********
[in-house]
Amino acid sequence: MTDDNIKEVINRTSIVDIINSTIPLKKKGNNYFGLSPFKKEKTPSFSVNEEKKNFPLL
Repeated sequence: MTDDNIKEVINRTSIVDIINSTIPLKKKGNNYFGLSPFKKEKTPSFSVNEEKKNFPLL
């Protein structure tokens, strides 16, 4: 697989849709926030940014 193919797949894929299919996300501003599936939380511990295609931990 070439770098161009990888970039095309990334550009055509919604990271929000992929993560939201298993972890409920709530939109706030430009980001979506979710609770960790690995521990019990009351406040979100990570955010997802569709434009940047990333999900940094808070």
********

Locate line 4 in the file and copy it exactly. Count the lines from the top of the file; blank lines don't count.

């Protein structure tokens, strides 16, 4: 697989849709926030940014 193919797949894929299919996300501003599936939380511990295609931990 070439770098161009990888970039095309990334550009055509919604990271929000992929993560939201298993972890409920709530939109706030430009980001979506979710609770960790690995521990019990009351406040979100990570955010997802569709434009940047990333999900940094808070």